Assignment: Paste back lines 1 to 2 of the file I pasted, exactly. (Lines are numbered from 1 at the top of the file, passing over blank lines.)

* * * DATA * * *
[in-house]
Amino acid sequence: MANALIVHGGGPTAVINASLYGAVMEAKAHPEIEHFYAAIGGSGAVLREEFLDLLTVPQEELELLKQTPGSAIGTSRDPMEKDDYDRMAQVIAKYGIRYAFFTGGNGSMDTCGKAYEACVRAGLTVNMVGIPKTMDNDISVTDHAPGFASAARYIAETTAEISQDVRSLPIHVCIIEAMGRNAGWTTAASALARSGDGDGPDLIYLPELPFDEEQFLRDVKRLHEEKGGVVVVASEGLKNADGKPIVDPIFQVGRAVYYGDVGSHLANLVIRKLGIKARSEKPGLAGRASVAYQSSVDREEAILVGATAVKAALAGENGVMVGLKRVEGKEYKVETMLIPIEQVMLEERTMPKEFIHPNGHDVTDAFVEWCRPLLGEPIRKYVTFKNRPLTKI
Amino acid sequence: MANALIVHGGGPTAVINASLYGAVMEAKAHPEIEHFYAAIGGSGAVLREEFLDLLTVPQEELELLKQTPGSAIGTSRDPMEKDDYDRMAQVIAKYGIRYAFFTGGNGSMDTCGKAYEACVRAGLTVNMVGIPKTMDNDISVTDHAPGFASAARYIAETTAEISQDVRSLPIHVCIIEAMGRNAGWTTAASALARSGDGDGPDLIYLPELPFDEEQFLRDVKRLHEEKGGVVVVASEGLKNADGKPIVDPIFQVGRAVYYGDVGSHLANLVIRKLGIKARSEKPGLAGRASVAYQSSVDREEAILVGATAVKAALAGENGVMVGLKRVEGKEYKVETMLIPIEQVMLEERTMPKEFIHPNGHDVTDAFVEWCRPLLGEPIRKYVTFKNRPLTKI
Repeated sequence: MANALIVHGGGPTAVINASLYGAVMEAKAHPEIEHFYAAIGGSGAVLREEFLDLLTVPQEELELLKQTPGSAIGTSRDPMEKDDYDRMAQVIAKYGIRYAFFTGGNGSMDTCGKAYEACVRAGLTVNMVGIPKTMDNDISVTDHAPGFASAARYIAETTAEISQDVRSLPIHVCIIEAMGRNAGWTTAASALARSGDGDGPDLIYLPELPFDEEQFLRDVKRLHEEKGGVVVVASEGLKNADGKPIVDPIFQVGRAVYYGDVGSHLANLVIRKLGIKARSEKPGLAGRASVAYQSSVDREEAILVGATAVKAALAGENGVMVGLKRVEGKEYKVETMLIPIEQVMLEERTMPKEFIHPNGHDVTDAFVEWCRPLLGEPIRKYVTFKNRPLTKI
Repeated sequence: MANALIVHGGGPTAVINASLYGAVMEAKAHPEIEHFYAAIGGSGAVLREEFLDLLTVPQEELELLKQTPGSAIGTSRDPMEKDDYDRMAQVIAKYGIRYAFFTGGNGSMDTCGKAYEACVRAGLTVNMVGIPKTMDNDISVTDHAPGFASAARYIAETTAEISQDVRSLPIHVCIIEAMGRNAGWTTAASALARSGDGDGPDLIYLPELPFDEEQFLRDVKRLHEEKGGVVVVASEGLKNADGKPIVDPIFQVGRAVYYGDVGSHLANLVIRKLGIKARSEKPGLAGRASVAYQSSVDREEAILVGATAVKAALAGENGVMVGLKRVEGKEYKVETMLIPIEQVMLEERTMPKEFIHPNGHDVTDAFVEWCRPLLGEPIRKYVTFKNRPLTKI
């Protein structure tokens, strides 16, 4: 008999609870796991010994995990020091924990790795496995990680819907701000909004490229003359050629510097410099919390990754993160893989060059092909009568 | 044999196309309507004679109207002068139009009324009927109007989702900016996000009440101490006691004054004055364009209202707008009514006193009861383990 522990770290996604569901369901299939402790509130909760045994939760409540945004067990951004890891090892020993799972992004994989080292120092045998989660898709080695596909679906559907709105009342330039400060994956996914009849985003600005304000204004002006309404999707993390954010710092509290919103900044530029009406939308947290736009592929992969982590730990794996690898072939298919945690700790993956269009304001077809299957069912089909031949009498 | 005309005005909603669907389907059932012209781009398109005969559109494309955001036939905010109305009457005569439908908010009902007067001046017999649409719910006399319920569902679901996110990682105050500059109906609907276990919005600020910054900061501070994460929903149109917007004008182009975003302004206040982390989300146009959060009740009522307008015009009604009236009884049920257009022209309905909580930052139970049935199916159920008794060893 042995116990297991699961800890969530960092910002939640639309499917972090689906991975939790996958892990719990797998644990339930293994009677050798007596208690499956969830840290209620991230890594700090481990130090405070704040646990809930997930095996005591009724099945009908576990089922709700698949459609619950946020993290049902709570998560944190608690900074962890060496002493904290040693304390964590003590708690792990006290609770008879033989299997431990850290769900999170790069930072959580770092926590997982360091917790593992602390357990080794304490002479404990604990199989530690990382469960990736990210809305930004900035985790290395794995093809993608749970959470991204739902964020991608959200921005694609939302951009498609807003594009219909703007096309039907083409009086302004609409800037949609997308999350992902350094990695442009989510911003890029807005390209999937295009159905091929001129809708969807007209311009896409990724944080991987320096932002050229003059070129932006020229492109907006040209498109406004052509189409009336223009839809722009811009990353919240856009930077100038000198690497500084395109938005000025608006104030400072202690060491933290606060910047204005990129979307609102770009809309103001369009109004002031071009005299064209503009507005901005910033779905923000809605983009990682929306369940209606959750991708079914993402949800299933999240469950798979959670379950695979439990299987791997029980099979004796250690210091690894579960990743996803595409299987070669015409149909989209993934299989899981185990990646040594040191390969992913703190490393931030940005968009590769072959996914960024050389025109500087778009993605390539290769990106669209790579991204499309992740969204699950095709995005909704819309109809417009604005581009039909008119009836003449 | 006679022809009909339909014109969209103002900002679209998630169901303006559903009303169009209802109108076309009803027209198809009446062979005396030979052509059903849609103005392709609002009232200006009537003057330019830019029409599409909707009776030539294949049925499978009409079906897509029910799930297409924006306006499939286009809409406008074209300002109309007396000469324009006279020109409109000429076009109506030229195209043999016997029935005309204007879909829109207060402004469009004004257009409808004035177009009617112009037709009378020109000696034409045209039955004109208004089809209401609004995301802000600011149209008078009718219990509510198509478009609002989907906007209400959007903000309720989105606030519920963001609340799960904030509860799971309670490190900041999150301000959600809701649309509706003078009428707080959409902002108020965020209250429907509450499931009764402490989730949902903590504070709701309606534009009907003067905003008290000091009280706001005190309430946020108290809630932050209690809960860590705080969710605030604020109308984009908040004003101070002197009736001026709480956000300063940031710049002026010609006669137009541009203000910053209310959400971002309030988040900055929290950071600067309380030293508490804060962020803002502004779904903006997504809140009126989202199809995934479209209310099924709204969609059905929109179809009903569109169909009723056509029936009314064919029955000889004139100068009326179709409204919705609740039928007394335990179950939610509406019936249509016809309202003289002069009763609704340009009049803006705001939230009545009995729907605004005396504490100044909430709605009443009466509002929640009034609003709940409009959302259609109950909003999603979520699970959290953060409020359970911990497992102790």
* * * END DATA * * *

[in-house]
Amino acid sequence: MANALIVHGGGPTAVINASLYGAVMEAKAHPEIEHFYAAIGGSGAVLREEFLDLLTVPQEELELLKQTPGSAIGTSRDPMEKDDYDRMAQVIAKYGIRYAFFTGGNGSMDTCGKAYEACVRAGLTVNMVGIPKTMDNDISVTDHAPGFASAARYIAETTAEISQDVRSLPIHVCIIEAMGRNAGWTTAASALARSGDGDGPDLIYLPELPFDEEQFLRDVKRLHEEKGGVVVVASEGLKNADGKPIVDPIFQVGRAVYYGDVGSHLANLVIRKLGIKARSEKPGLAGRASVAYQSSVDREEAILVGATAVKAALAGENGVMVGLKRVEGKEYKVETMLIPIEQVMLEERTMPKEFIHPNGHDVTDAFVEWCRPLLGEPIRKYVTFKNRPLTKI